The reason for this is that the game dev business simply doesn't suit the ROI model for investors. "Selling in the market" nowhere near meets the ROI requirements for most investors.
1. Investors don't want to invest in a single game they want to invest into a company.
2. They don't want to just fund operations (making a game) they want to fund company growth. - That means you have to demonstrate how fast your company will grow without the investment and how much faster it will grow with the investment. - If you can't make the game without the investment then your initial growth figure is zero and you aren't of interest.
3. Even if you make the game it might still be a failure and they lose everything. Investors want a business plan that can survive failure. That is why they will invest into publishers because they have multiple products and the failure of one won't kill the company.
4. They normally want a 300-500% return in 5 years and an exit. Most games don't make that much and most developers don't reach any sizeable value within that time frame.

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TraderJack    530
Quote:
Original post by Obscure
Quote:
Original post by adventuredesign
You can get funding for just about anything if you can make a compelling enough case. Were I to do this, I would seek funding for the demo as a overall part of the business plan for the entire game development, as the investor is going to want to see ROI for the demo, and the ROI is usually based on the notion the finished game will be selling in the market.
I would have to disagree with this. If it was true then the majority of commercial game developers would already be doing this as it would be better than the dreadful publisher funded business model the game industry is currently stuck with. They aren't doing it because it is virtually impossible to get investment for game dev unless you are someone like id or 3DRealms (who don't need it).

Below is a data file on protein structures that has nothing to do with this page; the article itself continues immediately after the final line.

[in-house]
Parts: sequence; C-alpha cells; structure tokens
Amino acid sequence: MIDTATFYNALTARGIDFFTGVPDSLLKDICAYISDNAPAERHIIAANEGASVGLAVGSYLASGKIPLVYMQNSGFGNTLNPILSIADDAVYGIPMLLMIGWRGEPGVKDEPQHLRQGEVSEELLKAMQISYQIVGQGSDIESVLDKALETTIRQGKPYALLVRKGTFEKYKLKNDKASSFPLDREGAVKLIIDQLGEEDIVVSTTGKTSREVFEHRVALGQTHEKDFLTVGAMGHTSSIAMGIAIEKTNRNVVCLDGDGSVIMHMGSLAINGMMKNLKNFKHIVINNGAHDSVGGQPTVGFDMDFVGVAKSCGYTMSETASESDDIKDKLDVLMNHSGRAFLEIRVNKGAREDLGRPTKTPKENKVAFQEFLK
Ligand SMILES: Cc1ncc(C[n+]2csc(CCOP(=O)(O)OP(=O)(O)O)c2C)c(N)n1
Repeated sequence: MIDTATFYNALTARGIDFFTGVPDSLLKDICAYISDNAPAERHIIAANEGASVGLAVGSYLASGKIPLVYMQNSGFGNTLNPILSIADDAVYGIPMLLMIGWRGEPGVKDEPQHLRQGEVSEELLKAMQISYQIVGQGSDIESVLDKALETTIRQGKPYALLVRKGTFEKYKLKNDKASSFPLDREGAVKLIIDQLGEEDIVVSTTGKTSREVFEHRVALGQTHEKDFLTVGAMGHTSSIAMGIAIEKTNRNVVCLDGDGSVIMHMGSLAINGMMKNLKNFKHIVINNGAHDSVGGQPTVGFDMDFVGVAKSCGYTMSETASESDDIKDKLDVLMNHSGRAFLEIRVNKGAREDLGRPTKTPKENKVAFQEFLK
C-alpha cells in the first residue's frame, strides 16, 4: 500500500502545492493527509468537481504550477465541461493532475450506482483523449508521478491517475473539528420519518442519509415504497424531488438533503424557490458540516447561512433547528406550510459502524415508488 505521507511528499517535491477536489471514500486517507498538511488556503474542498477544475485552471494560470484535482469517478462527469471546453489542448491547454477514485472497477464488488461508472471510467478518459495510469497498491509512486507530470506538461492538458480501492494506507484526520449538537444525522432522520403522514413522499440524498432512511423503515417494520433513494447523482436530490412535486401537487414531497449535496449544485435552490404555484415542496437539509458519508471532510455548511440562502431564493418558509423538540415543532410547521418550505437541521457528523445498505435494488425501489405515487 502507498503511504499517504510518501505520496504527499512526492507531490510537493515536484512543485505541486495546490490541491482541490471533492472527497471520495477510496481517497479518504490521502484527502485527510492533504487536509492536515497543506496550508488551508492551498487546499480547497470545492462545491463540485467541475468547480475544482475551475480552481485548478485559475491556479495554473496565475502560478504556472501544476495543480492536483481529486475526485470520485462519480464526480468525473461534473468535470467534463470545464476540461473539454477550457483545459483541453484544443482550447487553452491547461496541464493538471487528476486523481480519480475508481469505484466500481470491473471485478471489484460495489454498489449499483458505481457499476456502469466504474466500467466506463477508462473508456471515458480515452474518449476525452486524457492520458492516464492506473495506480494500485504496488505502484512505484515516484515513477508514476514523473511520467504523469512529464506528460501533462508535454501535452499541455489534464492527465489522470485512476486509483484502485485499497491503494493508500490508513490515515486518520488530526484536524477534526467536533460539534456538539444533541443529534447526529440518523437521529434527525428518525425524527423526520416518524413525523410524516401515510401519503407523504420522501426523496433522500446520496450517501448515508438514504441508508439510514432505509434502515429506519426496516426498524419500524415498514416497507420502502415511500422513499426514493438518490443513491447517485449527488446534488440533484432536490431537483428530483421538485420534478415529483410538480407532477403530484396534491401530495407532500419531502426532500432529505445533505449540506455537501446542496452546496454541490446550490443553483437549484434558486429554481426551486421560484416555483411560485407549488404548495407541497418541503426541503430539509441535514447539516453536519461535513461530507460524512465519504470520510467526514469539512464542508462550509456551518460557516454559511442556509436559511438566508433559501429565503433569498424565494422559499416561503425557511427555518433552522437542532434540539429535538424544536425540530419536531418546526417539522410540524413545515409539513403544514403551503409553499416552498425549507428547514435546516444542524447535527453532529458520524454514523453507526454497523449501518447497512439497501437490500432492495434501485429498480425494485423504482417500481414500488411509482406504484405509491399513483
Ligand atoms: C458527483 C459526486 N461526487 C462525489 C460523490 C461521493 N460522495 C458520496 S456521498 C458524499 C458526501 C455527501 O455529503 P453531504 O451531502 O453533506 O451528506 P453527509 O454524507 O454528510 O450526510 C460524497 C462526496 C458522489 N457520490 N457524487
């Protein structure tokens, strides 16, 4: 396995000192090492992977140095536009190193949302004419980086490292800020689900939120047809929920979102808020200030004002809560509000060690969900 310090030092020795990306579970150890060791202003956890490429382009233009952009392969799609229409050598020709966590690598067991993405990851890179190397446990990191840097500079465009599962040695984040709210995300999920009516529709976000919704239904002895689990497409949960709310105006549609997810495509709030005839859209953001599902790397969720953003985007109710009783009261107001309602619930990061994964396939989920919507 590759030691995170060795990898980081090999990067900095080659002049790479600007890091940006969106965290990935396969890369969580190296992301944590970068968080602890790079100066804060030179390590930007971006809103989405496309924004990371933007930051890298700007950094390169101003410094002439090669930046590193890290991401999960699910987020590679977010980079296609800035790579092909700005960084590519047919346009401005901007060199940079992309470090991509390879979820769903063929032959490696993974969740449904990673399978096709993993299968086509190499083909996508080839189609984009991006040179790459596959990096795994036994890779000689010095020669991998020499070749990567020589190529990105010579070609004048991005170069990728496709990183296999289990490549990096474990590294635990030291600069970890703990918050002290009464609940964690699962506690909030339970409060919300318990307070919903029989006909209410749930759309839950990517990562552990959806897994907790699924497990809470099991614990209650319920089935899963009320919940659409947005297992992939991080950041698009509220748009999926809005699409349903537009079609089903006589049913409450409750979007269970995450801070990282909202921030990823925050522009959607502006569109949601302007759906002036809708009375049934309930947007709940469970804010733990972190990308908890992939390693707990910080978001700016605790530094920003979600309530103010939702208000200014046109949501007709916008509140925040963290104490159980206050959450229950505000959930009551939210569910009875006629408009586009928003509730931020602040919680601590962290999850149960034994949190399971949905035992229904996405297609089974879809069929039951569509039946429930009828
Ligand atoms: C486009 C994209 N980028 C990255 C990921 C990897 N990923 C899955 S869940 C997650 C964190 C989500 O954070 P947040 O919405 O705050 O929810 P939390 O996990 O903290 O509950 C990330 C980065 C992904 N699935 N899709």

The reason for this is that the game dev business simply doesn't suit the ROI model for investors. "Selling in the market" nowhere near meets the ROI requirements for most investors.
1. Investors don't want to invest in a single game they want to invest into a company.
2. They don't want to just fund operations (making a game) they want to fund company growth. - That means you have to demonstrate how fast your company will grow without the investment and how much faster it will grow with the investment. - If you can't make the game without the investment then your initial growth figure is zero and you aren't of interest.
3. Even if you make the game it might still be a failure and they lose everything. Investors want a business plan that can survive failure. That is why they will invest into publishers because they have multiple products and the failure of one won't kill the company.
4. They normally want a 300-500% return in 5 years and an exit. Most games don't make that much and most developers don't reach any sizeable value within that time frame.


Damn shame, isn't it...

-IV